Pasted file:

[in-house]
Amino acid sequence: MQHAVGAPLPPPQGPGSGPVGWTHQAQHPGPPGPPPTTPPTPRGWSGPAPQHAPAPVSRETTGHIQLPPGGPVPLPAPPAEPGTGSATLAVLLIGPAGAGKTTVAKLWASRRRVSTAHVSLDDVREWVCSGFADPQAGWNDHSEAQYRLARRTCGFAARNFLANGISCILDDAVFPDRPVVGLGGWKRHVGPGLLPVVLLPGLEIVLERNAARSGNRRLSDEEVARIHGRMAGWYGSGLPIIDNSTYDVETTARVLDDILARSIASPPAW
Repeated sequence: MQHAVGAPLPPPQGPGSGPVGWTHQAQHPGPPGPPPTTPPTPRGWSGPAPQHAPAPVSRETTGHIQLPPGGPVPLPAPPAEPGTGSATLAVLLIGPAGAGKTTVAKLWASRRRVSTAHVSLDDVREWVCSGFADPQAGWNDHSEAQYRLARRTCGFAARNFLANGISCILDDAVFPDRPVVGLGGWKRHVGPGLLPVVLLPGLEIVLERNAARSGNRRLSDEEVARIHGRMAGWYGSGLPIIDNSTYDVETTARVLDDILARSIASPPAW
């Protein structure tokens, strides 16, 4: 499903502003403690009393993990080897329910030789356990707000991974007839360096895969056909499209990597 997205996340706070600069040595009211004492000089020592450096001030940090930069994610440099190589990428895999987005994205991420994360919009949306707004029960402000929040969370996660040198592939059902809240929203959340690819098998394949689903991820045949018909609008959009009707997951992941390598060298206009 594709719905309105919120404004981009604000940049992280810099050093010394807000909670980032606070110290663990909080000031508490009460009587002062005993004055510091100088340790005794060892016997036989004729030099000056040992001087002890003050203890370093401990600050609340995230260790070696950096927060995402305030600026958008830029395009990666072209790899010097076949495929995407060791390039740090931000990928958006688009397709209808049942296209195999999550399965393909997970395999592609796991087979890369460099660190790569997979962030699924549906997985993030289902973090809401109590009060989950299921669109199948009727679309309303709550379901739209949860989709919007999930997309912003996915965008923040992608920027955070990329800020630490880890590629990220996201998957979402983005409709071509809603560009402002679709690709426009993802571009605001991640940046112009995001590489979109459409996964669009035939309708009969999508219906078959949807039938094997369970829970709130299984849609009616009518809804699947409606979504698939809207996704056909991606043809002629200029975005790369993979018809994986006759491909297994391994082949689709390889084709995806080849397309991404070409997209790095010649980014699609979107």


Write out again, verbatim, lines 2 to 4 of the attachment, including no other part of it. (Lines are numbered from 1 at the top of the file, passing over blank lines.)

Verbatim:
Amino acid sequence: MQHAVGAPLPPPQGPGSGPVGWTHQAQHPGPPGPPPTTPPTPRGWSGPAPQHAPAPVSRETTGHIQLPPGGPVPLPAPPAEPGTGSATLAVLLIGPAGAGKTTVAKLWASRRRVSTAHVSLDDVREWVCSGFADPQAGWNDHSEAQYRLARRTCGFAARNFLANGISCILDDAVFPDRPVVGLGGWKRHVGPGLLPVVLLPGLEIVLERNAARSGNRRLSDEEVARIHGRMAGWYGSGLPIIDNSTYDVETTARVLDDILARSIASPPAW
Repeated sequence: MQHAVGAPLPPPQGPGSGPVGWTHQAQHPGPPGPPPTTPPTPRGWSGPAPQHAPAPVSRETTGHIQLPPGGPVPLPAPPAEPGTGSATLAVLLIGPAGAGKTTVAKLWASRRRVSTAHVSLDDVREWVCSGFADPQAGWNDHSEAQYRLARRTCGFAARNFLANGISCILDDAVFPDRPVVGLGGWKRHVGPGLLPVVLLPGLEIVLERNAARSGNRRLSDEEVARIHGRMAGWYGSGLPIIDNSTYDVETTARVLDDILARSIASPPAW
């Protein structure tokens, strides 16, 4: 499903502003403690009393993990080897329910030789356990707000991974007839360096895969056909499209990597 997205996340706070600069040595009211004492000089020592450096001030940090930069994610440099190589990428895999987005994205991420994360919009949306707004029960402000929040969370996660040198592939059902809240929203959340690819098998394949689903991820045949018909609008959009009707997951992941390598060298206009 594709719905309105919120404004981009604000940049992280810099050093010394807000909670980032606070110290663990909080000031508490009460009587002062005993004055510091100088340790005794060892016997036989004729030099000056040992001087002890003050203890370093401990600050609340995230260790070696950096927060995402305030600026958008830029395009990666072209790899010097076949495929995407060791390039740090931000990928958006688009397709209808049942296209195999999550399965393909997970395999592609796991087979890369460099660190790569997979962030699924549906997985993030289902973090809401109590009060989950299921669109199948009727679309309303709550379901739209949860989709919007999930997309912003996915965008923040992608920027955070990329800020630490880890590629990220996201998957979402983005409709071509809603560009402002679709690709426009993802571009605001991640940046112009995001590489979109459409996964669009035939309708009969999508219906078959949807039938094997369970829970709130299984849609009616009518809804699947409606979504698939809207996704056909991606043809002629200029975005790369993979018809994986006759491909297994391994082949689709390889084709995806080849397309991404070409997209790095010649980014699609979107």